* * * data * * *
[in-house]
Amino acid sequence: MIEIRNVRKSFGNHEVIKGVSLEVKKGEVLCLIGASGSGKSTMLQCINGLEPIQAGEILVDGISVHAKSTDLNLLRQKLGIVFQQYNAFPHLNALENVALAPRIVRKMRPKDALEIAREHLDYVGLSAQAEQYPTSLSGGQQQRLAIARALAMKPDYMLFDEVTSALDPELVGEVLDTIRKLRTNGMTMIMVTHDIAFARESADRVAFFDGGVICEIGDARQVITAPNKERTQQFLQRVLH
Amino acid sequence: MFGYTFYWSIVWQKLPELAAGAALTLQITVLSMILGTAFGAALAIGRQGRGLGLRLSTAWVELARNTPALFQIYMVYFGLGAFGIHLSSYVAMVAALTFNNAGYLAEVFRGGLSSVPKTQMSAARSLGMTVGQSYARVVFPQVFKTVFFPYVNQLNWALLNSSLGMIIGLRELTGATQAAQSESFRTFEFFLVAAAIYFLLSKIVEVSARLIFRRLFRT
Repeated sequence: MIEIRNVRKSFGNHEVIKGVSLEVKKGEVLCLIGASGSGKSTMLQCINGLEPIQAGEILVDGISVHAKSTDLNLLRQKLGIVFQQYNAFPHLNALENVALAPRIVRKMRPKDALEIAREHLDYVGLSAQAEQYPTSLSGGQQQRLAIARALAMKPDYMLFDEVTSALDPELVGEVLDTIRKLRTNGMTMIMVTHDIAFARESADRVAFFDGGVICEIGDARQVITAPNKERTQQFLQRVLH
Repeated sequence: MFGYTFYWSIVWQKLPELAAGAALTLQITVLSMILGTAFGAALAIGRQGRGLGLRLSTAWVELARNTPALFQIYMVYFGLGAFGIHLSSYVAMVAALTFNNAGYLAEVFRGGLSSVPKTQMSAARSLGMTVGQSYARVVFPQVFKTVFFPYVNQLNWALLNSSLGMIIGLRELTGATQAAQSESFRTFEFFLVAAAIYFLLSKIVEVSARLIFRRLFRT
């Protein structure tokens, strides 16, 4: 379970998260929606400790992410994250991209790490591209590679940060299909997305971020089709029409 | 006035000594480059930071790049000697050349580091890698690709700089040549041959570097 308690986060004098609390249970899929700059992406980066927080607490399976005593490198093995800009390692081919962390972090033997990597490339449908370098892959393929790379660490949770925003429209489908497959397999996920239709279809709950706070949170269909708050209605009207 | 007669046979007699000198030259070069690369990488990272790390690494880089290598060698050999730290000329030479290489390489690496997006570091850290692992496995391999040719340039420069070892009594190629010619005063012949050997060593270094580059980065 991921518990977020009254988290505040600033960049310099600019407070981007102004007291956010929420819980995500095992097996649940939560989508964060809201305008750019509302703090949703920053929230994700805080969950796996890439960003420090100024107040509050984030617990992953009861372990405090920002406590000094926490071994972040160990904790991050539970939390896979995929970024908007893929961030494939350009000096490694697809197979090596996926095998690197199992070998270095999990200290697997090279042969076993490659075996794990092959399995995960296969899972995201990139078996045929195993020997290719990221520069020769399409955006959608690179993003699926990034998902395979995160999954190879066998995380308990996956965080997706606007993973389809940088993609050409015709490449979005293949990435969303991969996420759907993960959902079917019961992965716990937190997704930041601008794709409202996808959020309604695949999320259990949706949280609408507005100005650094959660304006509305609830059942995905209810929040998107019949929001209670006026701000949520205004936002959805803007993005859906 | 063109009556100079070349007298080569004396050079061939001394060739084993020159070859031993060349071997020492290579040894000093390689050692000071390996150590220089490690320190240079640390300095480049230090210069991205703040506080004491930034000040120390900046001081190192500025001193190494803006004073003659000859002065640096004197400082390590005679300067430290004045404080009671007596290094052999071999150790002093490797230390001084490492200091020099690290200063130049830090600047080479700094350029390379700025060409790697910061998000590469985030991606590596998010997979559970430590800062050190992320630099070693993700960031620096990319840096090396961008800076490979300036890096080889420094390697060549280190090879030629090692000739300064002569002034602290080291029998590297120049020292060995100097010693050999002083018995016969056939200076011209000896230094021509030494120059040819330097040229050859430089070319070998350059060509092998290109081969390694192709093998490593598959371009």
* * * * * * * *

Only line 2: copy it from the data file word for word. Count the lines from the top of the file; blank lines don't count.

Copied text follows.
Amino acid sequence: MIEIRNVRKSFGNHEVIKGVSLEVKKGEVLCLIGASGSGKSTMLQCINGLEPIQAGEILVDGISVHAKSTDLNLLRQKLGIVFQQYNAFPHLNALENVALAPRIVRKMRPKDALEIAREHLDYVGLSAQAEQYPTSLSGGQQQRLAIARALAMKPDYMLFDEVTSALDPELVGEVLDTIRKLRTNGMTMIMVTHDIAFARESADRVAFFDGGVICEIGDARQVITAPNKERTQQFLQRVLH